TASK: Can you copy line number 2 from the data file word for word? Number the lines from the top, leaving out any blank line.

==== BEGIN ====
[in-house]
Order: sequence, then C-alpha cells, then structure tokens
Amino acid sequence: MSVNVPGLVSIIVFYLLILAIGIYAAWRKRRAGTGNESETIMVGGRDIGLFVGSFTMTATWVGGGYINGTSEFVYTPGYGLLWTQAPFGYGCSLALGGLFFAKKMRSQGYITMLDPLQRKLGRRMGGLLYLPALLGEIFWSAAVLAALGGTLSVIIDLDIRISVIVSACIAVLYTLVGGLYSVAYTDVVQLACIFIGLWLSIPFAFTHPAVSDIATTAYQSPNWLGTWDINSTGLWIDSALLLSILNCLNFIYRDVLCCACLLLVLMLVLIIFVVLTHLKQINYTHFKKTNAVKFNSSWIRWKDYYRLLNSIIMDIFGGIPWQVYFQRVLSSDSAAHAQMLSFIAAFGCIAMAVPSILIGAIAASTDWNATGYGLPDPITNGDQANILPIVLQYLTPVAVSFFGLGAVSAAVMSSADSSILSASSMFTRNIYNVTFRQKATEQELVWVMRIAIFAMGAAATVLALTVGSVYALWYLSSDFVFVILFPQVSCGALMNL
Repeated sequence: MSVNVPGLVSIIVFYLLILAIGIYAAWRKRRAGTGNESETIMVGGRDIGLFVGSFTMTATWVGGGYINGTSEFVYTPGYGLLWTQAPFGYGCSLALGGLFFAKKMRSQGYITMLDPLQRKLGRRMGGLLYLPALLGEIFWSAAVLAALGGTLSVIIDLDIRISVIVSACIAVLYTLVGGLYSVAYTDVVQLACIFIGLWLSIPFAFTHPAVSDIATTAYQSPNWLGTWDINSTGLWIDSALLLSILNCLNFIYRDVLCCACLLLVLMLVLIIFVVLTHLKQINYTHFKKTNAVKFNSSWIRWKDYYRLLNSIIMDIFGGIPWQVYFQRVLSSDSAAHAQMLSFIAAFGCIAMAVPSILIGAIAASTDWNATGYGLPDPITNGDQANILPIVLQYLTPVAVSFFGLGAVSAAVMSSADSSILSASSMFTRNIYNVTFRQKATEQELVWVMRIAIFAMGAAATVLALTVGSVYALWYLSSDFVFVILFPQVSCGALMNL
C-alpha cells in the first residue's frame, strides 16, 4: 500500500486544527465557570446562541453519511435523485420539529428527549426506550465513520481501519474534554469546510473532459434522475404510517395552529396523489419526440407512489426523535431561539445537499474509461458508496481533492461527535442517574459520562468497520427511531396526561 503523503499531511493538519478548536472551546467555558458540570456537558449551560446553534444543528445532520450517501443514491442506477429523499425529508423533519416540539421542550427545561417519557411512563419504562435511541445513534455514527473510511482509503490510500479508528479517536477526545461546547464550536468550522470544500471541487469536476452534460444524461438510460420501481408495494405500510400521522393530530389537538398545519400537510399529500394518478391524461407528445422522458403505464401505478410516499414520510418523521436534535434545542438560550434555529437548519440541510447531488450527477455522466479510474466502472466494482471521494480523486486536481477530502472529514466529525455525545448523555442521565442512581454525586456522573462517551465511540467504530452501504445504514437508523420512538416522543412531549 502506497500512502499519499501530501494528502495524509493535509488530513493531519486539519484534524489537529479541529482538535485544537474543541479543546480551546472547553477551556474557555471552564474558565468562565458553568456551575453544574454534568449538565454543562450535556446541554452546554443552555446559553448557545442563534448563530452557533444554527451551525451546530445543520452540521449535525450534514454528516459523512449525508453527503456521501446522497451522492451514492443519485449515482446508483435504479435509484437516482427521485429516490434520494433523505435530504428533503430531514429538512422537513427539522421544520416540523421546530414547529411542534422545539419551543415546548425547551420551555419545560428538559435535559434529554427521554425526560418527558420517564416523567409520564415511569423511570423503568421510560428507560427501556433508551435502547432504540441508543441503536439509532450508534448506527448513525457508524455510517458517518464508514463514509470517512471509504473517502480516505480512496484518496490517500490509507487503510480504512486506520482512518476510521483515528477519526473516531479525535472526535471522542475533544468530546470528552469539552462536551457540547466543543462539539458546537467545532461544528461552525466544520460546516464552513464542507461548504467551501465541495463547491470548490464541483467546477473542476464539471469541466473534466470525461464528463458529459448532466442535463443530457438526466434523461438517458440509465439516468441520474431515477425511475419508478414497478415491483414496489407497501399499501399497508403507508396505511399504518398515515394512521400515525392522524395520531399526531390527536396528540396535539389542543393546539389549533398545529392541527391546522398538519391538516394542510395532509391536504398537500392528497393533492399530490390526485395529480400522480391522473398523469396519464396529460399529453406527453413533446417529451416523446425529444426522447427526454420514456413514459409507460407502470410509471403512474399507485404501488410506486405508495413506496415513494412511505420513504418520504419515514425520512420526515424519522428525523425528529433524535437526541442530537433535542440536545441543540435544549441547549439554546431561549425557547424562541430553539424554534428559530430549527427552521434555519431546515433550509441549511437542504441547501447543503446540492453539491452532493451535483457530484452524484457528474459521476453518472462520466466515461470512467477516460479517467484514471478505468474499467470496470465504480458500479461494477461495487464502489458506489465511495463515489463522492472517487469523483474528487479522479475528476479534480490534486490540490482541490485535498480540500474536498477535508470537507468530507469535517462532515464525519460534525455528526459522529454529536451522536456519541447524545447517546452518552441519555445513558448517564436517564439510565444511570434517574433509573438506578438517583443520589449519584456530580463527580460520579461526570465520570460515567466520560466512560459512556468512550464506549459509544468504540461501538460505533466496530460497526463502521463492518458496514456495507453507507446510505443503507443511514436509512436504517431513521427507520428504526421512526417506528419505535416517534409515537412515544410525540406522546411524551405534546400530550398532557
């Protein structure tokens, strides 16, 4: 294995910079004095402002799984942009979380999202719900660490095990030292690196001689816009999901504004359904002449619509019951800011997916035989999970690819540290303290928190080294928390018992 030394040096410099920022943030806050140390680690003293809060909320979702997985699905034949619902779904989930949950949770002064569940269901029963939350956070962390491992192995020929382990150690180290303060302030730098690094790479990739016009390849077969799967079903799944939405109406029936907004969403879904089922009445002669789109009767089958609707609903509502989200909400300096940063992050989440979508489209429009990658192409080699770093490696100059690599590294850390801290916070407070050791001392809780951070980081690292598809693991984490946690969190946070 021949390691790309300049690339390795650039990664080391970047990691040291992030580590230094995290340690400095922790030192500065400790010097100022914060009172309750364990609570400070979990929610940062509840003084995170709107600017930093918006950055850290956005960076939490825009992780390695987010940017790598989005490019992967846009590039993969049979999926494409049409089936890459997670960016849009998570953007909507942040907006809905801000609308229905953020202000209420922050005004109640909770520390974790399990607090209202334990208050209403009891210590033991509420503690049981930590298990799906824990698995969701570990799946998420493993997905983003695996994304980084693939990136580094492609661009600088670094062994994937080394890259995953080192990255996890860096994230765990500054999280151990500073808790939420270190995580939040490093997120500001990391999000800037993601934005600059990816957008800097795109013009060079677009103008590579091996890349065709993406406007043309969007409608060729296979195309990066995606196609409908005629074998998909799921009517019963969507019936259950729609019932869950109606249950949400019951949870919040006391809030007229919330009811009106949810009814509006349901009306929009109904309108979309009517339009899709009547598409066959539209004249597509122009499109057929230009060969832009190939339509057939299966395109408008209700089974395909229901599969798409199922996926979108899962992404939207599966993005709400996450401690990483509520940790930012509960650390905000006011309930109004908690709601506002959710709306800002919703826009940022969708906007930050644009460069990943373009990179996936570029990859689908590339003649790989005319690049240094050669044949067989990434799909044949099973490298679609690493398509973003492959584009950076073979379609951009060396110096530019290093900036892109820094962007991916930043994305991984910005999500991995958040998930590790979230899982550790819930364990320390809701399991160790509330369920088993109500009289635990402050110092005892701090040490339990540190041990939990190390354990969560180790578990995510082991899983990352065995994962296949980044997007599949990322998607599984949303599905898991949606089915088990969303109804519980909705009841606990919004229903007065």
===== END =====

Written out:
Order: sequence, then C-alpha cells, then structure tokens